The way the Internet Archive works with libraries all over the world is by helping them digitize their books, music, video, microfilm, microfiche very cost-effectively. So we just try to cover the costs – meaning we make no profit, we are a non-profit library – and give the full digital copy back to the libraries and also keep a copy to make available on the Internet for free public access. Another way that we work with libraries is through this lending program where libraries just have to donate at least one book – hopefully many more to come – to go and build this collection of in-copyright materials that can then be lent to patrons again that are in the participating libraries. So those are the two main ways that we work with libraries on books. We also work with libraries on building web collections, we work with a dozen or so of the national libraries and also archive it. We have our subscription based services for helping build web collections, but never do things in such a way that if they stop paying, they lose access to data. The idea is to only pay once and have forever.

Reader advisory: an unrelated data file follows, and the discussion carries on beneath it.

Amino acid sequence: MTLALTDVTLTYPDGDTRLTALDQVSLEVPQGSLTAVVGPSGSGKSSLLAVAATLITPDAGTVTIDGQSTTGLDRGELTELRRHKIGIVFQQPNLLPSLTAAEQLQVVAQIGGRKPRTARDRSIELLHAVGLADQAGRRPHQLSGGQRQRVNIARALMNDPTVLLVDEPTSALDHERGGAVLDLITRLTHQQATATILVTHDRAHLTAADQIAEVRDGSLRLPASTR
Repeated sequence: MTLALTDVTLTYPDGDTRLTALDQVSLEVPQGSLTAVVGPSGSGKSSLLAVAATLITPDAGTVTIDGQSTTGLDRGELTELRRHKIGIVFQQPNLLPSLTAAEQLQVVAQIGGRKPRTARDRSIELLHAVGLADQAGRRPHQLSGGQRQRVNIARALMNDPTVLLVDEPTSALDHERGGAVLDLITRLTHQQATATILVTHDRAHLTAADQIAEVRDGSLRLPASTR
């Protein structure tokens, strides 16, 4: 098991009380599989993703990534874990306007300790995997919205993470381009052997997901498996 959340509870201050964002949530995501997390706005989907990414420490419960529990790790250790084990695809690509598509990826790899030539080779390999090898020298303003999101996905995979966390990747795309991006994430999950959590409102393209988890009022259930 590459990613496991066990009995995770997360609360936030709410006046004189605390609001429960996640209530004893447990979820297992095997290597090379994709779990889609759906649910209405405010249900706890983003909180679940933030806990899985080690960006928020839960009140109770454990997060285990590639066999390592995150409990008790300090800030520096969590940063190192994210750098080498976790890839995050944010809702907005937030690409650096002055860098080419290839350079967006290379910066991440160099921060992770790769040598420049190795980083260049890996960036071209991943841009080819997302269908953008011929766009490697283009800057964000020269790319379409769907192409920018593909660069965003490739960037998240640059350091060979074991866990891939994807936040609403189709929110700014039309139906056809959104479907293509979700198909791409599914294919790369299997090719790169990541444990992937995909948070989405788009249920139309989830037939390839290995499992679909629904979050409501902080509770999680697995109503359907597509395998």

Are there already cooperations between European libraries and the Internet Archive, and are scanners already located in Europe which could be used for digitization projects in university or national libraries?
Yes, we have scanners now in London and in Edinburgh – the Natural History Museum and the national library – where we are digitizing now. We would like to have more scanners in more places so that anybody that would be willing to staff one, keep it busy for 40 hours each week, we will provide all of the technology for free or we can go and cooperate and we can hire the people and operate these scanning centers. We find that scanning centers – i.e. 10 scanners – can scan 30.000 books in a year and it costs about 10 cents a page. It is very efficient and very high quality. This is including fold outs and difficult materials as well. And it is working right within the libraries, so the librarians have real access to how the whole process is going and what is digitized. It is really up to the libraries. The idea is to get the libraries online as quickly as possible and without the restrictions that come with corporations.
A very important topic is also the digitization of very old materials, valuable materials, old prints, handwritten manuscripts and so on. How do you also deal with these materials?